Salute Mission Critical, a global data center services company, employs military veterans to deploy, manage and decommission data center sites in the US and internationally with consistent, high-quality results. They work to support veterans as they transition from military service to dynamic careers in the data center sector.
On February 19, Salute announced the launch of their Global Command Center. They purchased office and mission critical space in Element Critical’s CH-1 Chicago Campus. The Global Command Center allows Salute to coordinate data center management services and projects for its client-owned facilities, which range from remote edge sites to massive hyper-scale data centers. This increased capability will enhance the organization’s scalability and reach so that it can continue to grow without compromising quality. Element Critical is pleased to offer Salute a hybrid infrastructure with flexible and affordable solutions.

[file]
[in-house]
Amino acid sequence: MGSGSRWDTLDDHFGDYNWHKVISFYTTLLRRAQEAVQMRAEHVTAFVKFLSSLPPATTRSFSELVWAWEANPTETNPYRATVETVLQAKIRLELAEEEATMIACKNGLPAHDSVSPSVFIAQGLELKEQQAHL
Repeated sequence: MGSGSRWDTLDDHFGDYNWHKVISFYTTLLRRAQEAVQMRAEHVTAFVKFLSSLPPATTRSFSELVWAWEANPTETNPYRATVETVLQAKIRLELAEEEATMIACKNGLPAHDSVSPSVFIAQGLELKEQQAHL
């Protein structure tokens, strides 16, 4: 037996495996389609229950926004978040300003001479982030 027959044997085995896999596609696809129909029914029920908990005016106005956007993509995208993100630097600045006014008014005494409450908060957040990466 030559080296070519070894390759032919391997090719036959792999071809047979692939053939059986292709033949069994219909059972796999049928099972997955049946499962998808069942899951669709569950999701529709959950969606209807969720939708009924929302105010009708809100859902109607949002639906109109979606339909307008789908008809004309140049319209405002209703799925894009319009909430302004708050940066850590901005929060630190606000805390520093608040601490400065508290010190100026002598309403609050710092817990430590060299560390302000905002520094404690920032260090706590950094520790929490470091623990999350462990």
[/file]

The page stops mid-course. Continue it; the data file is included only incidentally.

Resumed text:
Remote Hands Management Increases Capability
With Salute Mission Critical’s Global Command Center, its team members can remotely monitor and dispatch techs to client-owned facilities as needed. The proliferation of remote unstaffed edge sites is driving demand for an approach that allows for data center technicians to manage the facility from afar. Nonetheless, the mission-critical environment always requires data center technicians to be available. Whether there is an outage, interference or any other issue, technicians now have the capability to be on standby from a remote environment to ensure that standards and processes are met.
Chairman & Co-founder Lee Kirby states, “As the business grew and the industry evolved, we saw a need in the market for a disciplined approach to remote services and our roots of command and control had established the processes and systems required to deliver cost-effective services to the market.”
Salute’s core mission is to assist military veterans with transitioning into working in the data center industry. In Kirby’s perspective, “The military ingrains in our teams the best practices of command, control and communications, so it is a natural transition into a framework based on the same doctrine.”